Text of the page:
Rating: 7.5 out of 10

Disclosures: This game is developed by and published by Awesome Games Studios. It is currently available on PlayStation 4, Nintendo Switch, Xbox One, and PC. This copy of the game was obtained via publisher and reviewed on the Switch. Approximately 6 hours of play were devoted to the single-player mode, and the game was completed multiple times. Zero hours of play were spent in multiplayer modes.

Parents: According to the ESRB, this game is rated T and contains Blood and Gore and Violence. This is an accurate description as there is plenty of blood, gore, and violence, though often in an over-the-top, cartoon-like way. Blood can be turned off in the options, but enemies still explode when defeated.

Colorblind Modes: There are no colorblind modes available in the options

Deaf & Hard of Hearing Gamers: In-game story is told completely through text bubbles or panels. Text size cannot be changed. There are no noticeable sound cues for enemy attacks. This game is fully accessible.  

Remappable Controls: No, this game’s controls are not remappable. There is no control diagram. Players move with the left control stick while shooting and aiming with the right control stick. The ZR button can also be used to shoot, with an aim assist option available to help. The Y button is used for melee attacks, while the L button is used to throw grenades. Jumping is completed with either the ZL or B button and the R button is used to sprint. Special attacks are launched using the X button.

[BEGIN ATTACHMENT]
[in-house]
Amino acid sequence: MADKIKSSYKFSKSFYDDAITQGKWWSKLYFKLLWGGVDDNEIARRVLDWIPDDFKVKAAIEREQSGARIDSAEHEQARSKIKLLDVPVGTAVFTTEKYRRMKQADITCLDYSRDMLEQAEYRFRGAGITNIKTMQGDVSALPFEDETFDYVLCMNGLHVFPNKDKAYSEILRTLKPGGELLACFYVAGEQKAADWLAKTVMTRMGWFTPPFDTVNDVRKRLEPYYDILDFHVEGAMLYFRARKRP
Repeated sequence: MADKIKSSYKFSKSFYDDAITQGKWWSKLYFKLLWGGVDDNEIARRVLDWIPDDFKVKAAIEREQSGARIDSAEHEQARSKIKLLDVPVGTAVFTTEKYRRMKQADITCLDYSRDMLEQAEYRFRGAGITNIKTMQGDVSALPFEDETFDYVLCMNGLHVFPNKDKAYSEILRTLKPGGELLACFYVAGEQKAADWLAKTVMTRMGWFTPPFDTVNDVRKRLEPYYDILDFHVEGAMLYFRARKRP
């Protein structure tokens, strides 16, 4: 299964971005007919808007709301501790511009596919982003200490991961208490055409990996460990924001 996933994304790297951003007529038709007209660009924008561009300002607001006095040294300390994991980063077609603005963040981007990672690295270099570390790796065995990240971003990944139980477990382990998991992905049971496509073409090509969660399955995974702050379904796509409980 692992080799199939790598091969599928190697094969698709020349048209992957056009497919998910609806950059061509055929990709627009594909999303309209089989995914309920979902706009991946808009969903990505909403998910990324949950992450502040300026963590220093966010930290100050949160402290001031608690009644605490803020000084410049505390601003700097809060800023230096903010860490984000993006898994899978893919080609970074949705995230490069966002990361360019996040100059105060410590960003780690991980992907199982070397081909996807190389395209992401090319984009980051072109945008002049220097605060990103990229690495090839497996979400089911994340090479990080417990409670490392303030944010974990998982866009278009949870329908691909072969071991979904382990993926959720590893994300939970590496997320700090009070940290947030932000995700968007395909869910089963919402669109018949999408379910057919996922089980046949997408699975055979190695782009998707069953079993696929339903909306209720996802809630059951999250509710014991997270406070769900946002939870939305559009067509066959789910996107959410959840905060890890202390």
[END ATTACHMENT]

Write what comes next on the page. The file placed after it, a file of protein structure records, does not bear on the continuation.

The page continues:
Brian Theisen

Brian Theisen

For his tenth birthday, Brian was given the option of receiving a GameBoy or a Game Gear. He chose the GameBoy. No longer were videogames confined to the home PC, he could now squeeze in a quick game on the trip to the store or right before bed. Over twenty-five years later and with two young kids, Brian still needs to squeeze in time for videogames, but now gets to do so on slightly better hardware.


When he does find time to play, Brian’s preferred games of choice are platformers, beat-‘em-ups, or a good adventure game.He still enjoys the retro gaming scene, could talk about the Nintendo 64 more than he might like to admit, and misses playing in actual arcades. Brian also gets to pass on his love of gaming, as his oldest son is just now starting to join the fun.

As for that GameBoy - it’s sitting in Brian’s nightstand, waiting patiently for four AA batteries.
Brian Theisen

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Mr J Anderson-Leong
Mr J Anderson-Leong
1 month ago

Great game until you die at the last boss, lose all your gear then have to attempt it again with nothing but a poxy SMG, worst still, when you get to this stage, you can’t change back to previous “comic chapters”….other than that a great game

Kalafiorek
Kalafiorek
1 month ago

Don’t worry, as it’s a one-time plot tool created for the player to feel much weaker in comparison to the main antagonist. Right in the next try, there is additional help available, with even more options to come soon after (like playing previous comics). I understand that design-wise, it might be a risky move to make, but we’ve decided to embrace it.